The Newfoundland and Labrador cod fishery was once the most successful commercial fishery in the world. When it collapsed in 1992, many pointed to failures in management, such as uncontrolled harvesting, as likely culprits. Managed Annihilation makes the case that the idea of natural resource management itself was the problem. The collapse occurred when the fisheries were state-managed and still, two decades later, there is no recovery in sight. Although the collapse raised doubts among policy-makers about their ability to understand and control nature, their ultimate goal of control through management has not wavered and has been transferred from wild fish to fishermen and farmed cod.
Dean L.Y. Bavington is an assistant professor in the Department of Geography at Memorial University of Newfoundland.
Bavington’s critique of existing management approaches is strong, and opens the door to a worthwhile discussion.
The sorry state of ocean life has led to a new kind of fish story—a lament not for the one that got away but for the countless others that didn’t…Dean Bavington…observes that two hundred billion pounds’ worth of cod were taken from Canada’s Grand Banks before 1992, when the cod simply ran out.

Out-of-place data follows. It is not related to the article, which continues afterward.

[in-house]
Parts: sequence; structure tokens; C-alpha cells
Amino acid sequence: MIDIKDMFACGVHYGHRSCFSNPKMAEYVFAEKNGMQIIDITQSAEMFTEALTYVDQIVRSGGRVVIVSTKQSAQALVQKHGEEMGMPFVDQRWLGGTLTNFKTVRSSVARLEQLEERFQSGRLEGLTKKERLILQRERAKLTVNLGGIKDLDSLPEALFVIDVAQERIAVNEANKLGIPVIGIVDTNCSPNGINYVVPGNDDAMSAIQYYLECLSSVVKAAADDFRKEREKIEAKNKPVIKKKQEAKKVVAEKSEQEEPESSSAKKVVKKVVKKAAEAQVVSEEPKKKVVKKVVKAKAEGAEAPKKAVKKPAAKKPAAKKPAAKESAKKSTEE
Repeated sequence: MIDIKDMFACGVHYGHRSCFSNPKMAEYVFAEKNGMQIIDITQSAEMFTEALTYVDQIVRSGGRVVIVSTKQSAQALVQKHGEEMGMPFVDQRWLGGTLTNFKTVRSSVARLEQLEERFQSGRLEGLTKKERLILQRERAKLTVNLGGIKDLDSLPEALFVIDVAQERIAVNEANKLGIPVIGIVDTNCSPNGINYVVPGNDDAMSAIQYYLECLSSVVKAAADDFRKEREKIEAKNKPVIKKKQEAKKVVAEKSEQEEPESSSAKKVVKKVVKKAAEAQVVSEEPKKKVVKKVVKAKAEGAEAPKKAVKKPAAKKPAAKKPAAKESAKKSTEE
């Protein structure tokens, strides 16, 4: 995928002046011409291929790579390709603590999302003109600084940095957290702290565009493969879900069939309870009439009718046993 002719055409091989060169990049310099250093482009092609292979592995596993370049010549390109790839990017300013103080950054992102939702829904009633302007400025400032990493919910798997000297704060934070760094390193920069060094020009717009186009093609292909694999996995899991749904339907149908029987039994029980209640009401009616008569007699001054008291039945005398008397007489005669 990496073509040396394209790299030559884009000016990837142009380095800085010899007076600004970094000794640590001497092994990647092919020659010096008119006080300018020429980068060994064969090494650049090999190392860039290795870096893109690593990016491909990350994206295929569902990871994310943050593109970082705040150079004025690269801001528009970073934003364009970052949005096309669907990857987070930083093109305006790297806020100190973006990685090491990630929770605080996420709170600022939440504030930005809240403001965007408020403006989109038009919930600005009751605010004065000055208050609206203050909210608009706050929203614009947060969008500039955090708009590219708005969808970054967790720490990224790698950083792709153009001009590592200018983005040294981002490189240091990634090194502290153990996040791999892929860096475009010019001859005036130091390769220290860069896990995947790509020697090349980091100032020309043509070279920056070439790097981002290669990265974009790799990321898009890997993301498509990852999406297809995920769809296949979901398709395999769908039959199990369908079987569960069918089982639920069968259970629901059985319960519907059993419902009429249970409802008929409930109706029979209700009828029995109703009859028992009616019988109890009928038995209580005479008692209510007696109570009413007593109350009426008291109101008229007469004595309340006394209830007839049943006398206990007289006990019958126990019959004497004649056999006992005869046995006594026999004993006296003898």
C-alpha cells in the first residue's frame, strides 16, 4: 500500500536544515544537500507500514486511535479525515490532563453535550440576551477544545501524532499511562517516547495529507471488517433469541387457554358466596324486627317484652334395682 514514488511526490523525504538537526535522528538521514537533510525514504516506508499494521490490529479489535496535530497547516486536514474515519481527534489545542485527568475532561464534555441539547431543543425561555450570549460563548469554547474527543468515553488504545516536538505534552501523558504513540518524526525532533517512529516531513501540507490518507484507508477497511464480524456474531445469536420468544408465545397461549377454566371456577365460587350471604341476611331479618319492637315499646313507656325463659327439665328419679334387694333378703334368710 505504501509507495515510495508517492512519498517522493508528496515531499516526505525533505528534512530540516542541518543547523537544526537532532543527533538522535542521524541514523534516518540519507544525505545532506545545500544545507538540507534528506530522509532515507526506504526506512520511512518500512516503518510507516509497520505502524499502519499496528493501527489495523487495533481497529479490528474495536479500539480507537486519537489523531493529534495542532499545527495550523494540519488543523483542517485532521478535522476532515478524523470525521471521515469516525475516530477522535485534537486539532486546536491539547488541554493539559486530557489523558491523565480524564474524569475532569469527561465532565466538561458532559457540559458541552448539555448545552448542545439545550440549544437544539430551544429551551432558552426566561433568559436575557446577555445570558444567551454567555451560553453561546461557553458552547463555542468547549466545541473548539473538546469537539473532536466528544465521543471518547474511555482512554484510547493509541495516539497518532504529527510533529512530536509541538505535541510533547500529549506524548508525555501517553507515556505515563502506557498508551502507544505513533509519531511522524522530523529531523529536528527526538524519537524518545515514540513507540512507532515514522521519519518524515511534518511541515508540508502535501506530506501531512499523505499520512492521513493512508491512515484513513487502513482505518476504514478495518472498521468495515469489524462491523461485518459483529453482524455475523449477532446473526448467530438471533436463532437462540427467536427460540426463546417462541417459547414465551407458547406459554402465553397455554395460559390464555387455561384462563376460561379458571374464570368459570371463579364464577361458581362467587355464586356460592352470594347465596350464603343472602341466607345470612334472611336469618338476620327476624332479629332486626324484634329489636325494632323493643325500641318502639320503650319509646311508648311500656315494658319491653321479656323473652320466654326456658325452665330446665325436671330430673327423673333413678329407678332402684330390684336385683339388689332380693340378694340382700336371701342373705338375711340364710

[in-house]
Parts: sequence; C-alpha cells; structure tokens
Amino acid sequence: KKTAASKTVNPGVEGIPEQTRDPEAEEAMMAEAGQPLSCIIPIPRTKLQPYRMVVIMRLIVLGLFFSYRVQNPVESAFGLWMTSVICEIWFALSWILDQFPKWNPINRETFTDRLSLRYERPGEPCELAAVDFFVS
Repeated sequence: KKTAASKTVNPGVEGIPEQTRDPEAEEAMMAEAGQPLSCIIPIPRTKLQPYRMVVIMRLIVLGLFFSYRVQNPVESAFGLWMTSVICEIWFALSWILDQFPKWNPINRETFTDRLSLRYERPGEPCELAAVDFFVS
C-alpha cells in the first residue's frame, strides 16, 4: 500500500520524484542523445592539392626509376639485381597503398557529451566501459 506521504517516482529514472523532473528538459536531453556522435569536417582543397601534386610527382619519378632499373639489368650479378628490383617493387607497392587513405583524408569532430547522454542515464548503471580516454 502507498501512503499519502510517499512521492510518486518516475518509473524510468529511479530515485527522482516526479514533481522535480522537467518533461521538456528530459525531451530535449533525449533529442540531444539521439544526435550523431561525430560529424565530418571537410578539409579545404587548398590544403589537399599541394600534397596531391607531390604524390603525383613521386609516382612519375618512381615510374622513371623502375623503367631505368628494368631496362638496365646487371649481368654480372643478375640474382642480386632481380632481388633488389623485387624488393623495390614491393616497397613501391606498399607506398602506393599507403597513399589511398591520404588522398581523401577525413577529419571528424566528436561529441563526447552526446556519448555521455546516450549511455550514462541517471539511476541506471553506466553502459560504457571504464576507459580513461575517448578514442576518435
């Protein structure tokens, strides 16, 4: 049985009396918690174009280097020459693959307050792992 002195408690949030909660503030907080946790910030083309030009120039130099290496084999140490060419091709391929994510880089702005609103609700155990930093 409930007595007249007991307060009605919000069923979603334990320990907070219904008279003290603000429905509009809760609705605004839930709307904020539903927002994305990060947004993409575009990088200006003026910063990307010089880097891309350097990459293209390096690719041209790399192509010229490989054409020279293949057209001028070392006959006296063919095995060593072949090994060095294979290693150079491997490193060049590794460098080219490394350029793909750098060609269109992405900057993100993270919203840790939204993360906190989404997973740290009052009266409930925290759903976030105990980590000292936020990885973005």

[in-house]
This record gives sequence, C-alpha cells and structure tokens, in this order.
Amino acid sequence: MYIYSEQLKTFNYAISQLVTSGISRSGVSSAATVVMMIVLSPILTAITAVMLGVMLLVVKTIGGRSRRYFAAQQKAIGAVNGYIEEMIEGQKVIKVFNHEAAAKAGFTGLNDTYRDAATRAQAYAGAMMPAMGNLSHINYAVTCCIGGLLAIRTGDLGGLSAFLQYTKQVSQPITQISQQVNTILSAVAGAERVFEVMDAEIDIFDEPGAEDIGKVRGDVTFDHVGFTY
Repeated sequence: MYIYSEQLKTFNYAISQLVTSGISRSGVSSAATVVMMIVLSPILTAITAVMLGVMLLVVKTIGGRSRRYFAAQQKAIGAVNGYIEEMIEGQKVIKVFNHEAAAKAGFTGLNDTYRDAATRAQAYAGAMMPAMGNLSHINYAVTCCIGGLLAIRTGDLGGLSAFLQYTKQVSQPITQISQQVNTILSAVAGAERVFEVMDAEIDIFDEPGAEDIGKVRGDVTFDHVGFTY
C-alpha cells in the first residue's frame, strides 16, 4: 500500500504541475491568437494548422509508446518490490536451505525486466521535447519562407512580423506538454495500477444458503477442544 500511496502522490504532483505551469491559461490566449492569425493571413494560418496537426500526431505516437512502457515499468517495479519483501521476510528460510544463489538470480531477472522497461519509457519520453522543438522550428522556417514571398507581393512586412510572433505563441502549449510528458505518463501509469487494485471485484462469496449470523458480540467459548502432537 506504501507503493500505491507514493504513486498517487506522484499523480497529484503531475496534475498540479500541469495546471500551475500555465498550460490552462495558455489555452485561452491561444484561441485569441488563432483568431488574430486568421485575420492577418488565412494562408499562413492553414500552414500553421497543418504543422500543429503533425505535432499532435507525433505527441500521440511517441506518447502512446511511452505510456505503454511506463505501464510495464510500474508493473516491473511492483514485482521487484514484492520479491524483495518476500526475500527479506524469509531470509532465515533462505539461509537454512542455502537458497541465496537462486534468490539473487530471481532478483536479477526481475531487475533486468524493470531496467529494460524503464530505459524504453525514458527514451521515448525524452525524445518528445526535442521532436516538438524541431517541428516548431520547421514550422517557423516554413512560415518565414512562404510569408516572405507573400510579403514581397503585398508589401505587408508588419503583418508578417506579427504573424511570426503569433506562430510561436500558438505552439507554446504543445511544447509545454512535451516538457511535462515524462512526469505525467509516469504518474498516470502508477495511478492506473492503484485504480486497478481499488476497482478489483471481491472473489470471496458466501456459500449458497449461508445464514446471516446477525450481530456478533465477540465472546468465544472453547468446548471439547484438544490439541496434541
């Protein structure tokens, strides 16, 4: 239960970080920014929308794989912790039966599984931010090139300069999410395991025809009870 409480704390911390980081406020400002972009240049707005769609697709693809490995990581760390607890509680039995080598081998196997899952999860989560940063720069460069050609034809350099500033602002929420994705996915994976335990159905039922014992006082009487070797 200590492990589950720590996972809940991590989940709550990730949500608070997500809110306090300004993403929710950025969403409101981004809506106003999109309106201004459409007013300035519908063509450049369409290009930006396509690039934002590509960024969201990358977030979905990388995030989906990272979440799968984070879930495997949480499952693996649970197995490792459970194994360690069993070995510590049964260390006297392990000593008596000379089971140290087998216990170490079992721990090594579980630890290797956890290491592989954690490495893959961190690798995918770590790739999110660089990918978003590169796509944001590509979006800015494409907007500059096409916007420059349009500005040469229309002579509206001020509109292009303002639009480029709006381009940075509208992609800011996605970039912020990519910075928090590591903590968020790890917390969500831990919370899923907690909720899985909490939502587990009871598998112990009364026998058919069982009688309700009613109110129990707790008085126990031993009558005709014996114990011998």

The sorry state of ocean life has led to a new kind of fish story – a lament not for the one that got away but for the countless others that didn't...Dean Bavington...observes that two hundred billion pounds worth of cod were taken from Canada's grand banks before 1992, when the cod simply ran out.
This book ... is valuable to those seeking a fresh, provocative approach to the northern cod fishery in particular and to natural resource management in general. Summing Up: Highly recommended.